Greenwich’s MP and council leader have condemned planned rent rises on traders in Greenwich Market which they say could threaten the future of the tourist attraction.
Hot food sellers told The Guardian that they were originally asked to pay 60 per cent extra per day, while some drinks sellers had their rents doubled. The rises were later reduced to 30 per cent, while other traders were left fearing similar hikes.
Meanwhile, while shops around the edge of the market have had their rent deferred until October, the paper reported that property company Knight Frank, acting on behalf of the Greenwich Hospital charity, which owns the market, has demanded shops pay their six months’ arrears immediately.
The latest demand came despite a collapse in visitor numbers to the area because of the coronavirus pandemic, which left the market deserted for several weeks, and has reduced capacity and space for the stalls. Knight Frank had reportedly claimed the market was running at “a considerable loss” that was “not sustainable”.
Greenwich & Woolwich MP Matt Pennycook and council leader Danny Thorpe both wrote to Greenwich Hospital to call on them to withdraw the increases. Late on Wednesday, Thorpe said on social media that Knight Frank had contacted him and “it seems to suggest a U-turn” but he added: “The devil is of course in the detail.”
A crown charity, Greenwich Hospital owns the freehold to much of Greenwich town centre, including the market and Old Royal Naval College, where the hospital was sited until 1869. It operates sheltered housing for former seafarers, gives grants to naval charities and operates a private boarding school in Suffolk. The defence secretary, Ben Wallace, is its sole trustee.
In a letter to the charity’s director, Andrew Turner, Pennycook said the increase was “likely to push a number of traders over the edge” and was “very much at odds with your self-declared core value of compassion”.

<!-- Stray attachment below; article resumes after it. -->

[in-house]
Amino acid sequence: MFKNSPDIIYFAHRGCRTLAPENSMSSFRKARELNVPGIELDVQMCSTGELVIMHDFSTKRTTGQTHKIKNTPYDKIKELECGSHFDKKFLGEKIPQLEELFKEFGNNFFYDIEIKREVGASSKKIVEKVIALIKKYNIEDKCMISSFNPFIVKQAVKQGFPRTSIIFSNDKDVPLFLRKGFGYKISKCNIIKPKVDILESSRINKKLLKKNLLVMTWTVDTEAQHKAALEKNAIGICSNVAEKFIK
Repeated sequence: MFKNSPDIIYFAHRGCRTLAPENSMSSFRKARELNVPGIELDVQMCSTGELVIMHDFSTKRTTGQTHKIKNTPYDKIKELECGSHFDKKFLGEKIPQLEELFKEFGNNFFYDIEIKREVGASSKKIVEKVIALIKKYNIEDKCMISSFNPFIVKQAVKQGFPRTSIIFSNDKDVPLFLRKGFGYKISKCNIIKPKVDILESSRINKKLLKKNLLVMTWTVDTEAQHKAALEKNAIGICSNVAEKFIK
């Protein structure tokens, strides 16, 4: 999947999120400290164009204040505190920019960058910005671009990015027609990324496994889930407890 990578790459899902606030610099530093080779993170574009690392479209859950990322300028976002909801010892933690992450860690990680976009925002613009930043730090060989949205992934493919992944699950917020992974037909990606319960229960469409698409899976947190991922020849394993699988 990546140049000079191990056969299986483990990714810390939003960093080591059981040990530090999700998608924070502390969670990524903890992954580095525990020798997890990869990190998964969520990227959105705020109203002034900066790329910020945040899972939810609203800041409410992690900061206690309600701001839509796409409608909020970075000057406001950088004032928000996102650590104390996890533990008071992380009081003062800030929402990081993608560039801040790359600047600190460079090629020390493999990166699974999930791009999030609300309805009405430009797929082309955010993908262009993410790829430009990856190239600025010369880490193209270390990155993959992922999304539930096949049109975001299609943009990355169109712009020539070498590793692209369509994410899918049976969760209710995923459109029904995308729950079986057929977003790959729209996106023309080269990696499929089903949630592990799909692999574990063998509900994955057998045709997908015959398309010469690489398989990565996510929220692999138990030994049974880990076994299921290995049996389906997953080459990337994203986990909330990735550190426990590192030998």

Council leader Danny Thorpe then followed suit, signing a joint letter with deputy leader Denise Scott-McDonald to demand a meeting with Turner. “Your ill thought-through proposals threaten to kill off the market entirely, leaving a huge hole in our town centre and having a much wider impact than you perhaps appreciate,” he said.
“Greenwich Hospital Estates has a balance sheet which exceeds £300 million, a substantial amount of which I’m sure comes from Greenwich town centre, where I understand huge profits have been made on your assets and is clearly more well placed to survive this crisis than most. Surely, you should be considering using your substantial portfolio to support your loyal tenants in Greenwich, who have clearly played a huge role in your economic success and growth?”
Once reserved for wholesalers, Greenwich Market has been a tourist attraction since it hosted its first craft stalls in the mid-1980s. Rent levels have been a sore topic for many years, and Greenwich Hospital’s relationship with the council and locals plummeted 11 years ago when the charity planned to demolish part of the market area to build a boutique hotel. The proposal was rejected, but Greenwich Hospital then won an appeal to planning inspectors.
However, the scheme was later abandoned, with a smaller revamp of the market completed in 2016.
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